Unlike many ski resorts, Innsbruck isn’t just about the white stuff.
A town in its own right, it has a university, pastel-coloured buildings, a gushing river (the Inn), trendy shops and buzzing nightlife. And if that’s not enough, the mountains provide a pretty backdrop that’s particularly stunning in the winter.
Innsbruck is also relatively small, so gaining a feel for the place is possible in a day. Here’s how:
Breakfast’s a breeze
09:00: Wrap up warm and head to the old town for Café Central on Gilmstrasse. A cavernous, Viennese-style coffee house, it has enormous windows, heavy chandeliers and a grand piano that’s frequently tinkled by passing musos.
Order the signature breakfast – a silver platter of breads, cheeses, meats, boiled eggs, juice and fresh coffee – and settle in for an hour or two. Nobody will rush you.
Get your skates on
10:00: Time to discover what Innsbruck has to offer. Tear yourself away from the old town and head to the city’s Olympic Village, twice host of the Winter Olympic Games (in 1964 and again 1976).
The Olympic village, reachable by tram from the main station, is located south of the city and contains an Eishalle – an outdoor ice rink. The rink should be quiet this time of the morning so take advantage of the 360-degree mountain-view without being shown up by the sickeningly talented locals.
Head for the heights
12:00: Time for some orientation. Take the Hungerberg cable car from the northern end of Rennweg to Seegrube for sweeping views of the city below. The city’s Alpen Zoo is also here, renowned for its bears, eagles and otters which are indigenous to Europe’s mountainous regions.
Pick up a bosna
13:00: It might not be Germany, but sausages are still a favourite lunchtime snack. Join the locals at the Seegrube café and try a bosna – a spicy sausage smothered in curry powder and onions. Order a mulled wine and watch as skiers and snowboarders carve zig-zags in the snow.
14:00: Back to the old town for some serious shopping. Start on Maria Theresien Strasse – the main drag through the city with walkways and covered shops. Traditional wares are sold in its many boutiques including Austrian chocolate, jewellery, cigars and other luxury items.
Au fait with the Emperor
15:00: At the end of the Maria Theresien Strasse the Goldenes Dach (golden roof) shimmers with 2,657 gilded copper tiles built in 1500 by Emperor Maximilian as a gift for his wife. Inside the Gothic house below is a small museum dedicated to the Emperor with paintings and coats of arms. Entrance costs €3.60 including a free audio guidebook.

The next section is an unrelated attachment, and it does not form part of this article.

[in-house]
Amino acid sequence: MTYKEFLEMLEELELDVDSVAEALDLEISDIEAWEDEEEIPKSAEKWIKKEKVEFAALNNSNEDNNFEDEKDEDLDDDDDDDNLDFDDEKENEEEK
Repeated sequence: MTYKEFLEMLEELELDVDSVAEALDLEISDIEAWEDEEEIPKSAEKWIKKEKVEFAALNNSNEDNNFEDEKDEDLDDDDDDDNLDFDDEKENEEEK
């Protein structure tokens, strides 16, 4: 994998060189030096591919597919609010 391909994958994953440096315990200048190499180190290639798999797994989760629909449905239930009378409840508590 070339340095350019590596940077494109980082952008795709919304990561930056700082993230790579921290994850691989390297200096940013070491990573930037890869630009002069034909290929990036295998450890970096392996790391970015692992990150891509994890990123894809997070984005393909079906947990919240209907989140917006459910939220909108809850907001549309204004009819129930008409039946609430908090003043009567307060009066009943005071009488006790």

Coffee and cake
15:30: Café and kuchen (coffee and cake) is as much a tradition in Innsbruck as Lederhosen. Try Café Margit Kroll on Hofgassestrasse where coffee and rich chocolate cake or hot chocolate and apple strudel are popular combinations. The café’s signature pull is its white hot chocolate.
16:00: Spend some time meandering through the winding cobbled streets at the end of the main drag with their open-air shops selling postcards and typically Austrian souvenirs. It’s pedestrianised, so feel free to stare up at the mountains without fear of being run over, but watch out for the push bikes.
Make a meal of it
19:00: Freshen up and take a taxi to Buzihuette, a restaurant high in the mountains covered in fairy lights. Based at the edge of a forest, it’s a magical place to eat dinner, especially when the trees are weighed down with snow.
Inside, only candle light is used and hearty dishes such as karsspatzln (noodles with cheese and caramelised onions), and schnitzel (pork cooked in breadcrumbs) are served. Those seated at the large table at the back are free to strum on one of the many guitars hooked on the walls, often prompting a sing-song. Can’t yodel? Order more schnapps and give it a go.
Beer and buzz
21:30: Most of the town’s nightlife centres around the old town, so ask a taxi driver to take you back to the main station where many of the railway arches have been converted into bars. The area is known as the Viaduct Crawl, and has dozens of places to keep you going until the early hours.
Try Babalon with its clientele of artists and politicians, Plateau with its long, thin bar packed to the rafters at weekends, or Down Under, an Australian spot with a late licence. Most bars are waitress service, so take a seat and be prepared to tip.
Blame it on the boogie
00:00: In the mood for dancing? The clubs in the centre don’t get swinging until after midnight with youngsters partying until the sun comes up. Try Couch Club on Anichstrasse a small space with bright red wallpaper, table football and regular DJ competitions.
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